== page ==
Tony Fyler looks through a glass darkly.
Given the launch of the fourth season of Fourth Doctor adventures at Big Finish with The Exxilons, a story which promised much but delivered sadly slightly less, you might be rather reticent about splashing out on the second story in the season, The Darkness of Glass.
Reticence on this occasion is entirely unwarranted – go, buy it now, it’s a spectacular return to form.
There are certain periods and certain scenarios that just work with different Doctors and different companion combinations. Earlier in the run of Fourth Doctor stories, it became clear that he and the First Romana were perfectly suited to tales of 1920s elegance or Victorian steampunk. The Fourth Doctor and Sarah-Jane (indeed, also the Third Doctor and Sarah-Jane) were perfectly suited to spacefaring, futuristic adventures. With Leela, the Fourth Doctor just somehow fits into gothic stories of dark corners, mystical monsters, and creepy oddness. As a discovery it’s no doubt reinforced by the fact that they found this relationship out on TV in time to deliver some of the best Who in decades, in stories like Horror of Fang Rock and The Talons of Weng-Chiang. The Darkness of Glass is right in that vein – indeed on the extras to this release, Louise Jameson describes it as Horror of Fang Rock MEETS The Talons of Weng-Chiang. There’s validity in that description, though it also brings a New Who sensibility to bear – there’s more than one Vashta Nerada shudder in this story.
The story is set in 1907, on a windswept island (thank you, Fang Rock - an association also explicitly mentioned within the context of the story), and deals with a meeting of a society of lanternists – illusionists who use magic lanterns or glass slides to perform their beautiful trickery. What’s more, it harks back a hundred years to 1807, with the inclusion of a creepy supernatural legend about the greatest lanternist of them all, and how he was haunted by a demon of darkness, with appalling, gruesome consequences. The sense of being in a world where superstition and technological advancement sit side by side, sometimes with a good bit of jostling for supremacy, is laced throughout the tone of the script and the sound design – it’s a pre-World War time, a world that’s part imperial, part colonial, and where spiritualism, mysticism and firm religious conviction sat alongside staggering scientific and industrial progress and s sense of unbounded hope and possibility. While the characters who gather on the island are products of this world, their regular referral back to the world of 1807 shows both how far society has come since then, and at the same time how brittle that progress can be when the lights go out.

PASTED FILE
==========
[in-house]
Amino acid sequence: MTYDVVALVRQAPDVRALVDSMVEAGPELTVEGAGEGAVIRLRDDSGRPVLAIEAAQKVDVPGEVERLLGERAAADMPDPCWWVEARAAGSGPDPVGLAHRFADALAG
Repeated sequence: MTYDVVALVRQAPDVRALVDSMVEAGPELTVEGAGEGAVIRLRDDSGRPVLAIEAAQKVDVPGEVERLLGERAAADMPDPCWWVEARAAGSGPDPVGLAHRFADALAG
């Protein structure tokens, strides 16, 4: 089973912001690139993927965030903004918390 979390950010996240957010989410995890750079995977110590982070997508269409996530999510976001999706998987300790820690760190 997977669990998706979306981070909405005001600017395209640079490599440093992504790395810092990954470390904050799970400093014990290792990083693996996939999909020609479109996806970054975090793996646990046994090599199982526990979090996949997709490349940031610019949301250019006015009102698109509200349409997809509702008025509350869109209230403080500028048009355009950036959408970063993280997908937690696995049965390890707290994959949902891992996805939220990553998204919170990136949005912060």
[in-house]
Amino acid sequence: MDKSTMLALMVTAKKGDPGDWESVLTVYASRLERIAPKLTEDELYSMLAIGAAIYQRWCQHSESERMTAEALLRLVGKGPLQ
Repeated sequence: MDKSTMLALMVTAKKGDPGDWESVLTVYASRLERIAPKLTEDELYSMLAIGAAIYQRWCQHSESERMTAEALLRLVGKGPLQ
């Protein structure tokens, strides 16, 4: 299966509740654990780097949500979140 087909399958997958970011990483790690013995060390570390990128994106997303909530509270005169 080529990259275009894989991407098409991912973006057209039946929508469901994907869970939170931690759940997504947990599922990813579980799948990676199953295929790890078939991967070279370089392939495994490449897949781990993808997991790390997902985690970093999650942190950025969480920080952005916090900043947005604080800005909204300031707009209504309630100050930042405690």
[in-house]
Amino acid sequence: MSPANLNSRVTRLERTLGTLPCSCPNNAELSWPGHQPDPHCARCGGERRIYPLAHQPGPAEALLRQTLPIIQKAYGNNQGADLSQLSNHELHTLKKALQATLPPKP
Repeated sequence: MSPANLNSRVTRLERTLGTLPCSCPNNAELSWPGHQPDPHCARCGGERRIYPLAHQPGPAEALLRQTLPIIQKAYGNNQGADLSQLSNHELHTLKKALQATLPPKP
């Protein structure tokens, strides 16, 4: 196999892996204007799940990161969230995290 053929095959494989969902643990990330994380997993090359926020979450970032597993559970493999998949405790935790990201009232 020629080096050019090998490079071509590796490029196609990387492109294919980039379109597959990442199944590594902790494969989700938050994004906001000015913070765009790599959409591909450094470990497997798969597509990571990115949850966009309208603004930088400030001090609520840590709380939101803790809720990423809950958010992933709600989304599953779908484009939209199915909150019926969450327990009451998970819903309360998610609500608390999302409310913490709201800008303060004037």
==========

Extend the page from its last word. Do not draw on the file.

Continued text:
Writer Justin Richards seems to have given serious thought to the pacing of his mystery here, and the gothic tone intensifies by degrees, with an almost Sapphire and Steel creepiness as the picture of what is really going on becomes clearer. When people in the here and now start to die, as they do, it’s the realisation of a mad idea, and the sound design keeps you tightly in the frame of the drama, rather than ever letting you snap out of it to think ‘that’s ridiculous.’ The Darkness of Glass never gives you the breathing space of that much rationality, conjuring its claustrophobic environment, laying its mysteries, and piece by piece, building up an enemy against which it seems impossible for the Doctor and Leela to prevail. As with the best such stories, there’s a good amount for Leela to do here, and her faith in the Doctor is beginning to be matched by her own justified self-confidence as they work together though apart to defeat the so-called ‘demon’ at the heart of the terror.
As far as the evil is concerned, there’s a touch of Midnight about the thing – it’s never explicitly named, nor ever explicitly rationalized, which, given that it’s referred to as a demon throughout the story is a brave step for a series like Doctor Who. The eventual solution and ending is also dark like the best black coffee – it leaves an impression on you long after you’ve stopped experiencing it directly. Again, that’s partly to do with the writing, which clearly leaves both the evil’s nature and the question over just how vanquished it is open for potential future stories, and partly down to the sound design, which renders the idea of ‘screaming glass’ in a fingernails-down-a-blackboard way that makes the thing sound entirely alien and entirely without an easy physical reference point in the human imagination.
One to buy, then?
Unreservedly, yes – at the time of writing, just three stories in to the fourth season, it’s by far the standout story of the season. Experience The Darkness of Glass today – you’ll never look at stained glass in quite the same way again.
Tony Fyler lives in a cave of wall-to-wall DVDs and Blu-Rays somewhere fairly
nondescript in Wales, and never goes out to meet the "Real People". Who,
Torchwood, Sherlock, Blake, Treks, Star Wars, obscure stuff from the
70s and 80s and comedy from the dawn of time mean he never has to. By
runs an editing house, largely as an
excuse not to have to work for a living. He's currently writing a Book.
With Pages and everything. Follow his progress at FylerWrites.co.uk